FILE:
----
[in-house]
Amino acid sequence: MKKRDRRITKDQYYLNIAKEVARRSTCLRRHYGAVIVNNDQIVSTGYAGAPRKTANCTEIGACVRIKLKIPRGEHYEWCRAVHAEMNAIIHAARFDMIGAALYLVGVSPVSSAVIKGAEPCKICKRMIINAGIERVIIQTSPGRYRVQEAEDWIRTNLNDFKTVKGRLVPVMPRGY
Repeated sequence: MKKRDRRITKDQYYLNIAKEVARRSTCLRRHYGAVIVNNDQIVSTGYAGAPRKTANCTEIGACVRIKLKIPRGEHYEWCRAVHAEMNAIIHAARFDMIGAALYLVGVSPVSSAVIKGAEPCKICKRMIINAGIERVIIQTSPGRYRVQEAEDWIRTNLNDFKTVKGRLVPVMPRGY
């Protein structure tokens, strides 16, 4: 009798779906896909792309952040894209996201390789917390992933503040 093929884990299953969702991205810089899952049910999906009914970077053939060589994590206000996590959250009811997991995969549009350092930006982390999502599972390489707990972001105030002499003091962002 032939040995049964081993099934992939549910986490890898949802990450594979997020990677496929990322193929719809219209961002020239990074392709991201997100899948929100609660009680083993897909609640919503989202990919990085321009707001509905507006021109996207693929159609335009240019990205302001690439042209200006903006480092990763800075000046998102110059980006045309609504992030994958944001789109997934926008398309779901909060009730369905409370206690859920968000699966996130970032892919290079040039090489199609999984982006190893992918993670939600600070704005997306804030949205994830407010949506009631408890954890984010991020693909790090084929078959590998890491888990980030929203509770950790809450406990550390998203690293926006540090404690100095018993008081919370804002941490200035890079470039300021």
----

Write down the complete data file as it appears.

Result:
[in-house]
Amino acid sequence: MKKRDRRITKDQYYLNIAKEVARRSTCLRRHYGAVIVNNDQIVSTGYAGAPRKTANCTEIGACVRIKLKIPRGEHYEWCRAVHAEMNAIIHAARFDMIGAALYLVGVSPVSSAVIKGAEPCKICKRMIINAGIERVIIQTSPGRYRVQEAEDWIRTNLNDFKTVKGRLVPVMPRGY
Repeated sequence: MKKRDRRITKDQYYLNIAKEVARRSTCLRRHYGAVIVNNDQIVSTGYAGAPRKTANCTEIGACVRIKLKIPRGEHYEWCRAVHAEMNAIIHAARFDMIGAALYLVGVSPVSSAVIKGAEPCKICKRMIINAGIERVIIQTSPGRYRVQEAEDWIRTNLNDFKTVKGRLVPVMPRGY
């Protein structure tokens, strides 16, 4: 009798779906896909792309952040894209996201390789917390992933503040 093929884990299953969702991205810089899952049910999906009914970077053939060589994590206000996590959250009811997991995969549009350092930006982390999502599972390489707990972001105030002499003091962002 032939040995049964081993099934992939549910986490890898949802990450594979997020990677496929990322193929719809219209961002020239990074392709991201997100899948929100609660009680083993897909609640919503989202990919990085321009707001509905507006021109996207693929159609335009240019990205302001690439042209200006903006480092990763800075000046998102110059980006045309609504992030994958944001789109997934926008398309779901909060009730369905409370206690859920968000699966996130970032892919290079040039090489199609999984982006190893992918993670939600600070704005997306804030949205994830407010949506009631408890954890984010991020693909790090084929078959590998890491888990980030929203509770950790809450406990550390998203690293926006540090404690100095018993008081919370804002941490200035890079470039300021």